From mid-March through mid-August 1998–2000, we studied greater sage-grouse Centrocercus urophasianus nesting habitat in northeastern California, USA. We located nest sites of 45 radio-marked hens, which had an average nest success of 40.2%. The radio-marked grouse used low sagebrush Artemisia arbuscula cover type less than expected; big sagebrush A. tridentata wyomingensis and mixed shrub cover types were used in proportion to their availability. Grouse used sites with habitat characteristics similar to random sites for nesting. However, successful nests differed from unsuccessful nests in several respects. Mean distance between nest and lek was greater for successful nests ( = 3,588 m, SE = 811 m, N = 20) than for unsuccessful nests ( = 1,964 m, SE = 386 m, N = 20). Rock cover was greater at successful nests ( = 27.7%, SE = 4.6%) than at unsuccessful nests ( = 14.49%, SE = 3.04%). Total shrub height was greater at successful nests ( = 65.5 cm, SE = 4.7) than at unsuccessful nests ( = 49.2 cm, SE = 1.7). The height of visual obstruction was greater at successful nests ( = 40.2 cm, SE = 2.6) than at unsuccessful nests ( = 32.5 cm, SE = 2.0). Our results suggest that sage-grouse use more diverse vegetation than previously reported, and we conclude that either this represents a natural behaviour for sage-grouse in this area, or we observed a selection response to a landscape altered by human activity.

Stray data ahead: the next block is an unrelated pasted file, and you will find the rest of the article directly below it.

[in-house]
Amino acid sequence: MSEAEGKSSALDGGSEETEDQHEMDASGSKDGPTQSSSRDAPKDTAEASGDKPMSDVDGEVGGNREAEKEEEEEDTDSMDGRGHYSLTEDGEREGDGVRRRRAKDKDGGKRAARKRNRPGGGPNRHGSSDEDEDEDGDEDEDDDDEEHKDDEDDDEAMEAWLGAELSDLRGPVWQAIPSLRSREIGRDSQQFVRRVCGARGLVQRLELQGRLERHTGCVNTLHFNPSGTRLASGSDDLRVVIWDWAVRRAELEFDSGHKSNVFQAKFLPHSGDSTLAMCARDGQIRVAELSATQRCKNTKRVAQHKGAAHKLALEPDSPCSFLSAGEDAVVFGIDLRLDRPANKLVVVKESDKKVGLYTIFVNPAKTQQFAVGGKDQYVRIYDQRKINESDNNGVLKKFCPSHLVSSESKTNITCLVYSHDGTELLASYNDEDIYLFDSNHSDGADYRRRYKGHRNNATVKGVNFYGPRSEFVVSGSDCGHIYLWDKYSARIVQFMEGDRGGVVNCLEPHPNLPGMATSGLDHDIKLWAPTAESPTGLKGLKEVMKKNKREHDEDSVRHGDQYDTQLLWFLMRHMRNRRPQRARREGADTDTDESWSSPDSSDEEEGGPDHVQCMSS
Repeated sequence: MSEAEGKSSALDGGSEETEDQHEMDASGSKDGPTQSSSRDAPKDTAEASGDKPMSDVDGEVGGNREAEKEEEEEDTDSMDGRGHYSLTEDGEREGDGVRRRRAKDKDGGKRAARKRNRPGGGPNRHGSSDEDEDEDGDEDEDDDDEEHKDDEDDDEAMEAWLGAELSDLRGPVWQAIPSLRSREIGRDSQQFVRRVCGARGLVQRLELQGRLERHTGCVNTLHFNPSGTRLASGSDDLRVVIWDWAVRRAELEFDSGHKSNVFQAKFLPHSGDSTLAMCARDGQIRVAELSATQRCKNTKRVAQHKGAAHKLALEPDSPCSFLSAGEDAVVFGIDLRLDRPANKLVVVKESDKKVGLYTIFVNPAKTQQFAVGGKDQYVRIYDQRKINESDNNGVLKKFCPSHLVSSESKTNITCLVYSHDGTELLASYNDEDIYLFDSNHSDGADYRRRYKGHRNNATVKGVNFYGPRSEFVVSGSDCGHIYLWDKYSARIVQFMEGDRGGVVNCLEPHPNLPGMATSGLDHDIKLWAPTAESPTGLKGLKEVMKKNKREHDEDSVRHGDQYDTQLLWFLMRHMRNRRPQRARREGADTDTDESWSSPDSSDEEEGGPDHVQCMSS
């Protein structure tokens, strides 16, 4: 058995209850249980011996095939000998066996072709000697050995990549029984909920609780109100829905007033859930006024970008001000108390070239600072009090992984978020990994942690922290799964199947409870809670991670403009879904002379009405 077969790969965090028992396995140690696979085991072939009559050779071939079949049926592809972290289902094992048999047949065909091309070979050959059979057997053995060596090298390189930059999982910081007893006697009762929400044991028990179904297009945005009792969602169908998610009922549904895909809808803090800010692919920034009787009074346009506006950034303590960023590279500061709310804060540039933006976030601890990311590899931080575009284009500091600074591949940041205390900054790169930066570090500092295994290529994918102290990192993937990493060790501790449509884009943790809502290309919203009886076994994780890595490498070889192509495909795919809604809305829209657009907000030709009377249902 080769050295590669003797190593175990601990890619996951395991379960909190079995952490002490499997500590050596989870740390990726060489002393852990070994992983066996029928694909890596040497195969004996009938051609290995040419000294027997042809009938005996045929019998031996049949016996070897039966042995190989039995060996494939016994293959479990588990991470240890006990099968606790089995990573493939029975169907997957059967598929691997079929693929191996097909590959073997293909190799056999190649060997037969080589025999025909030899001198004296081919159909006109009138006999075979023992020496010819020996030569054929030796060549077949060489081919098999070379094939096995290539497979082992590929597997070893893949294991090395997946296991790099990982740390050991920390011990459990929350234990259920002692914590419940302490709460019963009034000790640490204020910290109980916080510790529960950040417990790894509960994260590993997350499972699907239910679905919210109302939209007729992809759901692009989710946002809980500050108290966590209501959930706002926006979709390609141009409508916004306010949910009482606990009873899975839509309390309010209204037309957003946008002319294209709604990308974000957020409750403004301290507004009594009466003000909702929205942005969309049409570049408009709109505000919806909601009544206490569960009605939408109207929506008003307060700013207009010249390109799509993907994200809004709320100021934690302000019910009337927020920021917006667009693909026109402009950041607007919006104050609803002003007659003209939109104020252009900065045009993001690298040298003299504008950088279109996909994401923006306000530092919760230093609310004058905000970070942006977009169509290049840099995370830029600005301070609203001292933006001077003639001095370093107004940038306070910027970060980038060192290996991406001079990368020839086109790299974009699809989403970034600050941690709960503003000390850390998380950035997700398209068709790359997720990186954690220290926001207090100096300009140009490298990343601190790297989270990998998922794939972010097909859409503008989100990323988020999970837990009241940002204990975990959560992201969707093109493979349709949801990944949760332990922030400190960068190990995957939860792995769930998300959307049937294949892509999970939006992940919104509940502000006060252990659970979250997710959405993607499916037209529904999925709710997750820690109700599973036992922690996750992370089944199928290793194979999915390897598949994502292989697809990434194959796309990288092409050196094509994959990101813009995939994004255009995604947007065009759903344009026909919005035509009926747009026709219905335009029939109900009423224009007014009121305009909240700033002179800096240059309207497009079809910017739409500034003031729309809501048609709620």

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Vol. 9 • No. 4